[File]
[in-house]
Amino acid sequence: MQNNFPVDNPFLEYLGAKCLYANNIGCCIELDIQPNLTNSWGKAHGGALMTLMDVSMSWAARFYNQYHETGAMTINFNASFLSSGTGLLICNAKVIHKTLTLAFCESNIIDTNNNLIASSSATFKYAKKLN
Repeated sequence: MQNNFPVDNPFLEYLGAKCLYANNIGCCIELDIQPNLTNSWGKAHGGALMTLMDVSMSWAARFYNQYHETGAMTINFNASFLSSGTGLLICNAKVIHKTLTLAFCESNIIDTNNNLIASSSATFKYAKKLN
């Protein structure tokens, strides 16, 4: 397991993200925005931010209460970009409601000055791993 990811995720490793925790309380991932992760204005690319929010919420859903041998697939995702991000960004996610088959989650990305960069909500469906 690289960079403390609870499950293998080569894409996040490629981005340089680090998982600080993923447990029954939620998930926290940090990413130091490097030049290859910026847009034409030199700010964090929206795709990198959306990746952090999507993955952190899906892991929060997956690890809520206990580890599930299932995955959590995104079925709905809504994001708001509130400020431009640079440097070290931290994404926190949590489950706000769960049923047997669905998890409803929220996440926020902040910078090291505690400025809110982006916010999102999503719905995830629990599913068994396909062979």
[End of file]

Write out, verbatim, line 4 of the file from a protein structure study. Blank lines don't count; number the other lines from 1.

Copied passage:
């Protein structure tokens, strides 16, 4: 397991993200925005931010209460970009409601000055791993 990811995720490793925790309380991932992760204005690319929010919420859903041998697939995702991000960004996610088959989650990305960069909500469906 690289960079403390609870499950293998080569894409996040490629981005340089680090998982600080993923447990029954939620998930926290940090990413130091490097030049290859910026847009034409030199700010964090929206795709990198959306990746952090999507993955952190899906892991929060997956690890809520206990580890599930299932995955959590995104079925709905809504994001708001509130400020431009640079440097070290931290994404926190949590489950706000769960049923047997669905998890409803929220996440926020902040910078090291505690400025809110982006916010999102999503719905995830629990599913068994396909062979």